John Gismondi secures $1.8 million for victim of failed diagnosis of cauda equina syndrome
John Gismondi of the Law Offices of Gismondi & Associates has secured more than $1.8 million for a man who claimed his emergency room physician from Forbes Regional Hospital failed to diagnose him with cauda equina syndrome, otherwise known as “horse’s tail” syndrome. The trial was overseen by Court of Common Pleas of Allegheny County Judge Michael A. Della Vecchia; docket # GD 12-17566, Allegheny County.
Cauda equina syndrome is a neurologic condition wherein damage to the cauda equina, which is the bundle of spinal nerves and nerve roots at the bottom of the spine cord, can cause loss of bowel, bladder, and sexual function.
Attorney Gismondi cited liability as the major factor in the case. The defense claimed that the plaintiff’s complaints in the emergency room were not consistent with cauda equina syndrome because he did not show any classic signs, such as loss of bowel and bladder function, while being treated. Instead, the defendant characterized the victim’s complaints as typical lower back pain that were resolved by the time the man was discharged soon thereafter. The ER doctor told the court that the victim left the hospital content and feeling better.
The defense also attempted to bolster its stand by telling the jury that if the plaintiff was still feeling pain or numbness, he should have gone for treatment in the three days following the trip to the emergency room. When bowel and bladder difficulties set in, the plaintiff did eventually go back to the hospital and was diagnosed with cauda equina syndrome. Surgery to heal the problem was completed, but some of the damage was irreversible and may have not been so if the ER physician had made the correct diagnosis when he first saw the patient.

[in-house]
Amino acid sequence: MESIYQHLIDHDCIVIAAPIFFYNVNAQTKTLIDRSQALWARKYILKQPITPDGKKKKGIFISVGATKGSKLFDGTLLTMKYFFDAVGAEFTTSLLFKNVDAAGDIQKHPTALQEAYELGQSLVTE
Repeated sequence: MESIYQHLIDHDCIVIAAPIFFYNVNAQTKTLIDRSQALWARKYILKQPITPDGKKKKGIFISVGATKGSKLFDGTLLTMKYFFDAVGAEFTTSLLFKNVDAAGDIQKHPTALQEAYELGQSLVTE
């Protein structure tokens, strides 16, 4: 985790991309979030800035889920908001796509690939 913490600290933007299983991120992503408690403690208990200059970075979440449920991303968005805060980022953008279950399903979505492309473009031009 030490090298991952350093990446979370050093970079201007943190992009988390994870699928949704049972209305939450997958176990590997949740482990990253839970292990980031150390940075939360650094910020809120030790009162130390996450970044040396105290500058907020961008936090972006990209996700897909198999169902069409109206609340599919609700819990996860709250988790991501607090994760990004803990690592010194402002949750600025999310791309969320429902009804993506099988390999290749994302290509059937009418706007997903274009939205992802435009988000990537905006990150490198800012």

Attorney Gismondi told the court that his client’s complaints in the emergency room were far worse than the defense characterized them and that he did in fact complain of numbness in both legs, which was not indicative of typical back pain. Gismondi explained that if his client’s complaints were taken seriously in the ER, then an MRI would have been ordered and the cauda equina syndrome would have been found. Gismondi also told the court that contrary to the ER doctor’s statement about the manner in which the victim left the hospital, his client was actually unable to walk, required a wheelchair, and needed assistance to get into a friend’s vehicle.
The jury found the plaintiff’s claims to be true and awarded him the verdict. The plaintiff’s compensation will cover pain and suffering and future wage earning capacity.
Attorney Gismondi is proud to have helped his client win the case and collect a fair recovery. He remains adamant that when physicians and other health care professionals fail to properly do their job, they should be held accountable for their negligence.
Prior to trial, Mr. Gismondi obtained a separate monetary settlement from the radiologist who read the CT scan done in the ER.